Thank you, Sifu, for offering such a wonderful course and to ask questions about Sigung Ho.

    Thank you, Siheng, for organizing course and for managing this thread.

    Here are my questions:

    - Can Sifu please tell us more about how training in Sigung’s school was? How many students did Sigung teach and how many people trained together in a class?

    - When me met Sisook, Sigungs’s eldest son, recently in Penang he told us that a minimum requirement for beginners was to sit in the horse riding stance for a whole hour. Can Sifu please tell us more about the training procedure and the progression of the students during this initial phase? How does the outcome of this approach compare to our comparatively short, but powerful stance training sessions in regards to immediate and long-term effects?

    - We also learned about a technique that Sisook called “sleeping” which is lying between two chairs. Can Sifu tell us more about this technique?

    Thank you very much!

    Best wishes,

    Leo

    Leave a comment:


  • Binia
    replied
    Dear Sipak

    Thank you for these wonderful news and for this thread. Many questions came into my mind and I would like to ask the following one:

    Sigung kindly once shared with us a teaching of Sitaigung which says that it is important to always have good thoughts; mind thinks, events materialize. This has helped me indeed already a lot and I am very grateful for it. Nowadays I can also feel very quickly and strongly if I am having a bad thought which helps me to correct it then accordingly. Also I start to experience and realize how my thoughts have not only an impact on myself but indeed also on the happenings and people around me. I would appreciate if Sigung could tell us a little bit about the depth and breadth of this teaching.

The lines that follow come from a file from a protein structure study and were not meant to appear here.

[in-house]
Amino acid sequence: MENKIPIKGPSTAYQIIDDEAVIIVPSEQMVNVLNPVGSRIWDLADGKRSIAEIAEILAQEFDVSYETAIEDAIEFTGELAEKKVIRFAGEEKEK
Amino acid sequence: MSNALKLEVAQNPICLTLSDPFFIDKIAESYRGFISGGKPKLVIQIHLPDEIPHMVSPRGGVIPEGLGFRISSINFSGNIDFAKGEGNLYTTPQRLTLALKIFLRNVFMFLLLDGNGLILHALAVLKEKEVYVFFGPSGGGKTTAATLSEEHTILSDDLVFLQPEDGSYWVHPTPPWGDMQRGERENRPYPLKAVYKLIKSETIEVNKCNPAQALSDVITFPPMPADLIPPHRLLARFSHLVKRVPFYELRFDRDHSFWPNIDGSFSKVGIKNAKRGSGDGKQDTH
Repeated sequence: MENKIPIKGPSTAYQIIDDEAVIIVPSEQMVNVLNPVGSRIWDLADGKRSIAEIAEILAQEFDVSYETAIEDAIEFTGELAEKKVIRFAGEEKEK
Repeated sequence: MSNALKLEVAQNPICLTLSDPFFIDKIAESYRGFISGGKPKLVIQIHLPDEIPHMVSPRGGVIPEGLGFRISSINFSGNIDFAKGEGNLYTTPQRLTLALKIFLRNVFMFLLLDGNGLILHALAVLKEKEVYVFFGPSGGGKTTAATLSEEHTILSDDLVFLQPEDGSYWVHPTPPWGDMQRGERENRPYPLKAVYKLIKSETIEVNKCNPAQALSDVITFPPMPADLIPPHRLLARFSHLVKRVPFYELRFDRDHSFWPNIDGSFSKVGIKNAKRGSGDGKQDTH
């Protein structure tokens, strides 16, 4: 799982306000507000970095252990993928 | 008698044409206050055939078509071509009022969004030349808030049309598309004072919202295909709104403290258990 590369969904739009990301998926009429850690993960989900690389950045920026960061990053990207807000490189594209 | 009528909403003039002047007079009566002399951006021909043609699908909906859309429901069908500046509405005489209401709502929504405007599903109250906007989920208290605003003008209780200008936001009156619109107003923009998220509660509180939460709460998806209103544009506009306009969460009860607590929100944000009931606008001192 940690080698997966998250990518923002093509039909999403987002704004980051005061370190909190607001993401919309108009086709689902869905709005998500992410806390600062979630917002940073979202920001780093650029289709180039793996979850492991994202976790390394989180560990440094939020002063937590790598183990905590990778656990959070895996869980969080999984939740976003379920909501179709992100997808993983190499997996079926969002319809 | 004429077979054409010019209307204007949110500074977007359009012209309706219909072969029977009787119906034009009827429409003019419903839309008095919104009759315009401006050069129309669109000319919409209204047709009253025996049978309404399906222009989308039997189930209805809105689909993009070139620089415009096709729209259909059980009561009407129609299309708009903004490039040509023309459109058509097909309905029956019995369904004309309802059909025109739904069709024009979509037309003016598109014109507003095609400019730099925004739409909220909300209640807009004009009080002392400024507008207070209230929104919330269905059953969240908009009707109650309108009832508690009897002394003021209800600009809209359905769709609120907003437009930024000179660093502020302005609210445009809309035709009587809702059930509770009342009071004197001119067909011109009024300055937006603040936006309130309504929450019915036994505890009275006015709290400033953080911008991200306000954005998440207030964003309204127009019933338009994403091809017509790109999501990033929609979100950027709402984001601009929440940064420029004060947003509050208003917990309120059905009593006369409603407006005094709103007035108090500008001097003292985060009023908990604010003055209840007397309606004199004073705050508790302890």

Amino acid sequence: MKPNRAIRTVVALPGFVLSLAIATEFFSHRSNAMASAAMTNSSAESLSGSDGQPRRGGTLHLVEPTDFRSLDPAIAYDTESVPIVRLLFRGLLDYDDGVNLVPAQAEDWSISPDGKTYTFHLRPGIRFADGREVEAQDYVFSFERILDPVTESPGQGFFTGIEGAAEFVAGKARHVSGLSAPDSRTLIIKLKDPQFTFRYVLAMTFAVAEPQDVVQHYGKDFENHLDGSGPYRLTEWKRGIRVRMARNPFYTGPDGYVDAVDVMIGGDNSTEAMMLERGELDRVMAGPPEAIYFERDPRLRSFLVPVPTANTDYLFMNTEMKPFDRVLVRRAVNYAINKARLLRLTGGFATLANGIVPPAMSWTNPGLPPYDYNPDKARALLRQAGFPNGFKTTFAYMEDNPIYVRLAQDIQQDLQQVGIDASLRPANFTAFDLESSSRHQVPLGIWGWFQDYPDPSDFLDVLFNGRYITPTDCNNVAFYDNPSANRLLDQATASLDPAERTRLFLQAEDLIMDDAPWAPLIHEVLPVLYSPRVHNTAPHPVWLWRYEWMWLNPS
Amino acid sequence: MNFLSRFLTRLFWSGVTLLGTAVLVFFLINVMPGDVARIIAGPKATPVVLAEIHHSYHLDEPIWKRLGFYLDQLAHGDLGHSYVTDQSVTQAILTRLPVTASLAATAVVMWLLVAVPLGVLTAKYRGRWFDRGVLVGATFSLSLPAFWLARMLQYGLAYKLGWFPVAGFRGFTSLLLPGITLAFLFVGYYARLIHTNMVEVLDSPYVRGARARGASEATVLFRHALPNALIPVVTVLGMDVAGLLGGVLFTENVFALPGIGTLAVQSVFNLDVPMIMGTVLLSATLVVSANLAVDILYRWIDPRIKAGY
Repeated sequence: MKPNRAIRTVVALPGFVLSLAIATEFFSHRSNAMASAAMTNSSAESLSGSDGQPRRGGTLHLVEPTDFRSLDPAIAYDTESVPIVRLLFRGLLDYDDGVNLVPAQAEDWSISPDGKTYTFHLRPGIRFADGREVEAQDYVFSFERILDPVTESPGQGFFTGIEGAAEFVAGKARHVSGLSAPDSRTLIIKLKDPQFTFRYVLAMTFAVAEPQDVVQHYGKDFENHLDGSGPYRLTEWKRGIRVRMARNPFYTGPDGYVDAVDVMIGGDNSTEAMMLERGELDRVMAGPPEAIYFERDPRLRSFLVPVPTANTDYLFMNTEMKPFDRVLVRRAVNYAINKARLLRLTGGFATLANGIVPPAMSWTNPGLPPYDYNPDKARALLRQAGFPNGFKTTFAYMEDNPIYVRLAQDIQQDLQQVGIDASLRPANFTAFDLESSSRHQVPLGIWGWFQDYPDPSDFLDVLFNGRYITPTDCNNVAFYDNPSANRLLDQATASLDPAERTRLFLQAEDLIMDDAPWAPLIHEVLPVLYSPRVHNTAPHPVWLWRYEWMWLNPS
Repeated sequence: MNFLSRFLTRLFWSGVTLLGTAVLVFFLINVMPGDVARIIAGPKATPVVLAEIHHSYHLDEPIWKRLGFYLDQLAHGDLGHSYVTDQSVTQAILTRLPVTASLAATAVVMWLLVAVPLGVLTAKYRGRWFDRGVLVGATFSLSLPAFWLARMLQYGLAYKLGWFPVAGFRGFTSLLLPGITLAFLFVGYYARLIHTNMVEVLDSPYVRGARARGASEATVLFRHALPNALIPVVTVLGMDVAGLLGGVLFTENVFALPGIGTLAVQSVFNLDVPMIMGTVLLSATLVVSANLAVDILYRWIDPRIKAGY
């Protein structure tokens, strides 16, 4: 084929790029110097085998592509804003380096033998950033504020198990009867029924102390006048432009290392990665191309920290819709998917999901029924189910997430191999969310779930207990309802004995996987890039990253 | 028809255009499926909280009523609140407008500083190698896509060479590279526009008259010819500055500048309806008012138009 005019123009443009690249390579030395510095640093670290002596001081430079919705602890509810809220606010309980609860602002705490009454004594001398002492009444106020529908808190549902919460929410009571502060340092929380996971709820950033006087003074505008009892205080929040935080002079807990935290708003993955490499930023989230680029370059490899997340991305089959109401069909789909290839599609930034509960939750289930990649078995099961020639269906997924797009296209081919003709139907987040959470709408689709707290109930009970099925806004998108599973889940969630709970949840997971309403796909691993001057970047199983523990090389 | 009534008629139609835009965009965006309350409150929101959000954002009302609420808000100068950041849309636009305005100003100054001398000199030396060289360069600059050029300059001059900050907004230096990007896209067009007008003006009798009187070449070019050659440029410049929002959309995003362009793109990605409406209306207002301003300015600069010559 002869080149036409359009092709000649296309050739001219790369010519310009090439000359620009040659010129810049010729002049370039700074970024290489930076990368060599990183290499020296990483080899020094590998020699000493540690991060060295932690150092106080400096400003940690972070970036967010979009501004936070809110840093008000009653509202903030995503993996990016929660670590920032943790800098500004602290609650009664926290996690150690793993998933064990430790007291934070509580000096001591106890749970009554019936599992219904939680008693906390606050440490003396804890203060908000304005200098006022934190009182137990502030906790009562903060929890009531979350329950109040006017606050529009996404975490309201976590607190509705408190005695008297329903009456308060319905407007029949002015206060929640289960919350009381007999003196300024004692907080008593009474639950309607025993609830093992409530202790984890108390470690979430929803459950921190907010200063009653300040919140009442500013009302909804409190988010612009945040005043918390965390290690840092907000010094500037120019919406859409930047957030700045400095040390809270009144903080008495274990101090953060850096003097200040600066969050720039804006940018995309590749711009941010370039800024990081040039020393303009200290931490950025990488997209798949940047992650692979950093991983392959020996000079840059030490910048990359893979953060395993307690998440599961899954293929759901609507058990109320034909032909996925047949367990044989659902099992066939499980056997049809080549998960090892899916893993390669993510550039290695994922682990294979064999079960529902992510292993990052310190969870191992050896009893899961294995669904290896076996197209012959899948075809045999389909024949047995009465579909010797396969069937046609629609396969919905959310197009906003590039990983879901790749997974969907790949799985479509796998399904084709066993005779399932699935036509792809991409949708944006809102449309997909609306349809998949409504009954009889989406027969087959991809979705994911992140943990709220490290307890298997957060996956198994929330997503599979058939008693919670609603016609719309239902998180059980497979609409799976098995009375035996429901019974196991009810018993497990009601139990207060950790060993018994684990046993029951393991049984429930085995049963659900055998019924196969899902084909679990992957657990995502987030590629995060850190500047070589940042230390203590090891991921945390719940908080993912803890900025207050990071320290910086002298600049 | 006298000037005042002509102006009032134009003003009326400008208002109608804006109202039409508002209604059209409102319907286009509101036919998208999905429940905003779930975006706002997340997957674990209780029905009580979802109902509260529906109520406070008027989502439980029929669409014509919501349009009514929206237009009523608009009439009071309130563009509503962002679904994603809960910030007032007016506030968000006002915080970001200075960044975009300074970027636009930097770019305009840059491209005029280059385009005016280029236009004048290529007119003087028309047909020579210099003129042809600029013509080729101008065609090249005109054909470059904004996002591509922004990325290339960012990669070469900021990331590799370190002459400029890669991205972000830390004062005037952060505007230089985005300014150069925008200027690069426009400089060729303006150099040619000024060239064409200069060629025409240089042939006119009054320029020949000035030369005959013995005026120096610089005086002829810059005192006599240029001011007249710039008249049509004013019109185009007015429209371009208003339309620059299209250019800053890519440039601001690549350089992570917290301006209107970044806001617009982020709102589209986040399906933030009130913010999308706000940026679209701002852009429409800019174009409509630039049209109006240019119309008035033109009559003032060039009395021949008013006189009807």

Thank you Sigung for another great Questions & Answers series and for the wonderful courses you will teach in Bern and Zurich.

    Kind regards, Binia

    Leave a comment:


  • sancrica
    replied
    Wonderful!

    Dear Shaolin Wahnam Family,

    Another amazing opportunity for learning. :-) Thank you Sifu for always having endless patience and for your tremendous dedication spreading these wonderful arts all over the world. Thank you Andrew Siheng for starting this wonderful thread.

    I have been thinking for some time what would my question be. The truth is that one question arose in my mind instantly at first but then I wasn't sure if it was a good question. As it came straight from the heart I have finally decided to ask it: